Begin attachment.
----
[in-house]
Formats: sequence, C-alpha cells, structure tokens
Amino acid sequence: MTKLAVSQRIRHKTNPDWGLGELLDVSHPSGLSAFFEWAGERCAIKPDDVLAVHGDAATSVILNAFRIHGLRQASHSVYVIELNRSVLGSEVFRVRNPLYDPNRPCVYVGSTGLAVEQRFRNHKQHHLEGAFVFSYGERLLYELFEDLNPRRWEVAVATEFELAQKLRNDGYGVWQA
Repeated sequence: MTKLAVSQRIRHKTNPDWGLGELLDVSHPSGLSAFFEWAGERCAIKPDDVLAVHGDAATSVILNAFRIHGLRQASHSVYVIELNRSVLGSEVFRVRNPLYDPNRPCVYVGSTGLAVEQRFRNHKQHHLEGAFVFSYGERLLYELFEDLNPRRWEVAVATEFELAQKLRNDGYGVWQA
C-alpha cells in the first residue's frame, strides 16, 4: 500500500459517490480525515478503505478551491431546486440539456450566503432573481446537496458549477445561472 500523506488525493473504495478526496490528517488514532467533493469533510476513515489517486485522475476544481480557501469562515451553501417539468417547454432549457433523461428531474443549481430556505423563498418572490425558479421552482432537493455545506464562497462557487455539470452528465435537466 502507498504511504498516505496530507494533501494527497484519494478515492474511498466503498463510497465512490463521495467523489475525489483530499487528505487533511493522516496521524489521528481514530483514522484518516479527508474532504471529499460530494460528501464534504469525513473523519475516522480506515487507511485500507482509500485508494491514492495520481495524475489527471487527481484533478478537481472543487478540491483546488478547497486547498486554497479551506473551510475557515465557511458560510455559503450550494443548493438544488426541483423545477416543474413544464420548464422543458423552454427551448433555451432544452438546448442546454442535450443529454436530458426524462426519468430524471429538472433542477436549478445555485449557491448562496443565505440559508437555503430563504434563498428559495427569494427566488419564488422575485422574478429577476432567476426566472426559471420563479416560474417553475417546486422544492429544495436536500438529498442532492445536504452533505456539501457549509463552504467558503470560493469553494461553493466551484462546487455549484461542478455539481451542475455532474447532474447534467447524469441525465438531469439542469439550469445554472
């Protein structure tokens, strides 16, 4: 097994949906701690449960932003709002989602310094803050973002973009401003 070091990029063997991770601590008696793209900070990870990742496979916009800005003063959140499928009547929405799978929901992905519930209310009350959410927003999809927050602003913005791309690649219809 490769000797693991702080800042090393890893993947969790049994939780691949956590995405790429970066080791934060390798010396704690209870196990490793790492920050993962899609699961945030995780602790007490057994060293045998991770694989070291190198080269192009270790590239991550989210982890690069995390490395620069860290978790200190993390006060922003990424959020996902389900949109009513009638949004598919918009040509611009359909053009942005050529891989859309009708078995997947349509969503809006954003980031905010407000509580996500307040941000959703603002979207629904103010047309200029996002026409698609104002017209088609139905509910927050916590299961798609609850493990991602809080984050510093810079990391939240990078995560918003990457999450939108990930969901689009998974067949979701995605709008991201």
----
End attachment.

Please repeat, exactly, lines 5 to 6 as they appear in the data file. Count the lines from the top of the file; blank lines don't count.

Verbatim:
C-alpha cells in the first residue's frame, strides 16, 4: 500500500459517490480525515478503505478551491431546486440539456450566503432573481446537496458549477445561472 500523506488525493473504495478526496490528517488514532467533493469533510476513515489517486485522475476544481480557501469562515451553501417539468417547454432549457433523461428531474443549481430556505423563498418572490425558479421552482432537493455545506464562497462557487455539470452528465435537466 502507498504511504498516505496530507494533501494527497484519494478515492474511498466503498463510497465512490463521495467523489475525489483530499487528505487533511493522516496521524489521528481514530483514522484518516479527508474532504471529499460530494460528501464534504469525513473523519475516522480506515487507511485500507482509500485508494491514492495520481495524475489527471487527481484533478478537481472543487478540491483546488478547497486547498486554497479551506473551510475557515465557511458560510455559503450550494443548493438544488426541483423545477416543474413544464420548464422543458423552454427551448433555451432544452438546448442546454442535450443529454436530458426524462426519468430524471429538472433542477436549478445555485449557491448562496443565505440559508437555503430563504434563498428559495427569494427566488419564488422575485422574478429577476432567476426566472426559471420563479416560474417553475417546486422544492429544495436536500438529498442532492445536504452533505456539501457549509463552504467558503470560493469553494461553493466551484462546487455549484461542478455539481451542475455532474447532474447534467447524469441525465438531469439542469439550469445554472
């Protein structure tokens, strides 16, 4: 097994949906701690449960932003709002989602310094803050973002973009401003 070091990029063997991770601590008696793209900070990870990742496979916009800005003063959140499928009547929405799978929901992905519930209310009350959410927003999809927050602003913005791309690649219809 490769000797693991702080800042090393890893993947969790049994939780691949956590995405790429970066080791934060390798010396704690209870196990490793790492920050993962899609699961945030995780602790007490057994060293045998991770694989070291190198080269192009270790590239991550989210982890690069995390490395620069860290978790200190993390006060922003990424959020996902389900949109009513009638949004598919918009040509611009359909053009942005050529891989859309009708078995997947349509969503809006954003980031905010407000509580996500307040941000959703603002979207629904103010047309200029996002026409698609104002017209088609139905509910927050916590299961798609609850493990991602809080984050510093810079990391939240990078995560918003990457999450939108990930969901689009998974067949979701995605709008991201």